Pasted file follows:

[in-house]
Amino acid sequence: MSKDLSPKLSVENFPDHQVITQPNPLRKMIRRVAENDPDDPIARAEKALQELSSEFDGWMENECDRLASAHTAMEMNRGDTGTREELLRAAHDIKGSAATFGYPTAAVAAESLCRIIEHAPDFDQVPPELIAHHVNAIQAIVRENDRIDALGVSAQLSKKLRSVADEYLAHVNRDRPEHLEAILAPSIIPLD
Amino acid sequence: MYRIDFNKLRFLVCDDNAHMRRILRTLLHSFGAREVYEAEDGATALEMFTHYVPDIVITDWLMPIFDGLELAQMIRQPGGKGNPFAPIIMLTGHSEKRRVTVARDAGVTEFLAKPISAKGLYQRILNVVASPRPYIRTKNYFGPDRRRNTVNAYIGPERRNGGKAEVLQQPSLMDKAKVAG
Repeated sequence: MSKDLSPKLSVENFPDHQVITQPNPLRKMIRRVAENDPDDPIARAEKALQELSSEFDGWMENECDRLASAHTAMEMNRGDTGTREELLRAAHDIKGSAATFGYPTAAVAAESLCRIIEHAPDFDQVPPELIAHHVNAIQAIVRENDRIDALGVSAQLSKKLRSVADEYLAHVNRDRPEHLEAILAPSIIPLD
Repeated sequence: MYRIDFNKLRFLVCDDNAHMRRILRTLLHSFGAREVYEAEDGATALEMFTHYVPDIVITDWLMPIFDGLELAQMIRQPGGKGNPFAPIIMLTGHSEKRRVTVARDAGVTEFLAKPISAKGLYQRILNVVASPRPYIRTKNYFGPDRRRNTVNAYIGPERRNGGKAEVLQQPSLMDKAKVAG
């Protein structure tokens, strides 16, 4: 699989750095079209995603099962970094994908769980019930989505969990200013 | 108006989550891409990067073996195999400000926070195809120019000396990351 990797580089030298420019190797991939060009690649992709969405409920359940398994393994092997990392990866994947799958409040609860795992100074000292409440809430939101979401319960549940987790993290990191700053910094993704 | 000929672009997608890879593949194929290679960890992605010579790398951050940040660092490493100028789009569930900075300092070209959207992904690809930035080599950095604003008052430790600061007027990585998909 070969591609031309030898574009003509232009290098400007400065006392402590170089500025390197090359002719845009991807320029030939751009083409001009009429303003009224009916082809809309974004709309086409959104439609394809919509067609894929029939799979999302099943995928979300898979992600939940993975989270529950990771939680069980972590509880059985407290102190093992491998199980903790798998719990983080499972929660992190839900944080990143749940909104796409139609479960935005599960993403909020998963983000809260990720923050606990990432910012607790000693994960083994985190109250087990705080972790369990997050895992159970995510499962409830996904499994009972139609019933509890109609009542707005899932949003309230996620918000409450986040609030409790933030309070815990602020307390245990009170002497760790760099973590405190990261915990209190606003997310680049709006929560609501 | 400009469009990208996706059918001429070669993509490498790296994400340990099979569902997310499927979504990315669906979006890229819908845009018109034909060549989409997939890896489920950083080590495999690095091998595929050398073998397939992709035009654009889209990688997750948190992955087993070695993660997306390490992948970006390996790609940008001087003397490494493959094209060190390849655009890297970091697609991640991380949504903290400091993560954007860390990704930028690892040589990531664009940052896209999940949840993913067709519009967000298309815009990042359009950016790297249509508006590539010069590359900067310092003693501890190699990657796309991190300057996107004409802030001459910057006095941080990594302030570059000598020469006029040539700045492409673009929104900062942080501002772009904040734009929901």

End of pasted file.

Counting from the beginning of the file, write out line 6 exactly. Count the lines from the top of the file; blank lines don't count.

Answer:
């Protein structure tokens, strides 16, 4: 699989750095079209995603099962970094994908769980019930989505969990200013 | 108006989550891409990067073996195999400000926070195809120019000396990351 990797580089030298420019190797991939060009690649992709969405409920359940398994393994092997990392990866994947799958409040609860795992100074000292409440809430939101979401319960549940987790993290990191700053910094993704 | 000929672009997608890879593949194929290679960890992605010579790398951050940040660092490493100028789009569930900075300092070209959207992904690809930035080599950095604003008052430790600061007027990585998909 070969591609031309030898574009003509232009290098400007400065006392402590170089500025390197090359002719845009991807320029030939751009083409001009009429303003009224009916082809809309974004709309086409959104439609394809919509067609894929029939799979999302099943995928979300898979992600939940993975989270529950990771939680069980972590509880059985407290102190093992491998199980903790798998719990983080499972929660992190839900944080990143749940909104796409139609479960935005599960993403909020998963983000809260990720923050606990990432910012607790000693994960083994985190109250087990705080972790369990997050895992159970995510499962409830996904499994009972139609019933509890109609009542707005899932949003309230996620918000409450986040609030409790933030309070815990602020307390245990009170002497760790760099973590405190990261915990209190606003997310680049709006929560609501 | 400009469009990208996706059918001429070669993509490498790296994400340990099979569902997310499927979504990315669906979006890229819908845009018109034909060549989409997939890896489920950083080590495999690095091998595929050398073998397939992709035009654009889209990688997750948190992955087993070695993660997306390490992948970006390996790609940008001087003397490494493959094209060190390849655009890297970091697609991640991380949504903290400091993560954007860390990704930028690892040589990531664009940052896209999940949840993913067709519009967000298309815009990042359009950016790297249509508006590539010069590359900067310092003693501890190699990657796309991190300057996107004409802030001459910057006095941080990594302030570059000598020469006029040539700045492409673009929104900062942080501002772009904040734009929901």